Marc Jacobs Explains All the Smoke and Mirrors — Er, Kilts and Mirrors

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Marc Jacobs's soaring 2009 collection was a mixed-up masterpiece, with plaids and prints and jackets galore. We scored some magical face time with the man of the week to find out what's up with the kilts and all those mirrors on the runway. (Yes, they were a statement.)

This color palette was comfortable, easy, fresh.
I wanted it to be colors, and it was the idea of taking colors to another level. I also wanted pattern without print, so a lot of them were woven, yarn-dyed fabrics, etc. And I liked using the patterns as if they were solid and not being bothered by whether or not they worked together. There were things that were very mundane but done very beautifully, from tattersalls to ginghams and the grunge plaid that I love from a flannel shirt, but done in a beautiful voile.

Are you having a plaid moment?
No, just today.

You've worn kilts for your bow at both collections.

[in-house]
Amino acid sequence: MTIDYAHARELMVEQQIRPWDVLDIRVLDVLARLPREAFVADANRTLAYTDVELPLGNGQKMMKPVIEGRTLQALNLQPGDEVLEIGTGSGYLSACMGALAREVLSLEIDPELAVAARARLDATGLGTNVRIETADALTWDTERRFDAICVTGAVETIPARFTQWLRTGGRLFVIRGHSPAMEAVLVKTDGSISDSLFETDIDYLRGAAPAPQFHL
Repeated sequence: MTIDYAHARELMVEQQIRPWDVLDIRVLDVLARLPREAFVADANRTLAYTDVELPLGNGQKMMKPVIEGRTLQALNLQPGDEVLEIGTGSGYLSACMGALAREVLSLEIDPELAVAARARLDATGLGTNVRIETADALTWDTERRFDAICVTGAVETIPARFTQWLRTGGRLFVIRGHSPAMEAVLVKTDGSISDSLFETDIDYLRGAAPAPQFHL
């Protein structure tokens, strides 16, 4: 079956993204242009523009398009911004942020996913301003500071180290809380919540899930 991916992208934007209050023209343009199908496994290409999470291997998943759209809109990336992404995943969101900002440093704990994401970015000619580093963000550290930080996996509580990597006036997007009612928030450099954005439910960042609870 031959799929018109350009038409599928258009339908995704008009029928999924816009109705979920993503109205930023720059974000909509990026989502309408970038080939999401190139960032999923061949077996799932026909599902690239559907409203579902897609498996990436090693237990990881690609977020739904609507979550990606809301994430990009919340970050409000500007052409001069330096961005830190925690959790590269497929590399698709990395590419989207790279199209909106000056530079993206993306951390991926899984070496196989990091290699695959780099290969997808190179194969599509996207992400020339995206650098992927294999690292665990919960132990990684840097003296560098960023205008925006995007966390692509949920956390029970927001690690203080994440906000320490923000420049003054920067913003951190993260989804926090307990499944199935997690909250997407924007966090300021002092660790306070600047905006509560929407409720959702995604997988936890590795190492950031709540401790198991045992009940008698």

Yeah, all month.

Why?
I was told August was kilt month so I'm just following the rules. No. They're comfortable. It's not really a kilt. It's kind of like a short and a kilt.

Are you going to bring them back?
No, I was just recently fascinated by the whole men-in-skirts controversy of the nineties. No. I got one and I started wearing it and it made me happy, so I bought more. And now I just can't stop wearing them.

Why the mirrors on the runway?
I was really interested in the idea of vanity and the idea of reflecting all this color and pattern and having it fragmented and multiplied. It was an idea of multiplicity and endless possibilities and infinity.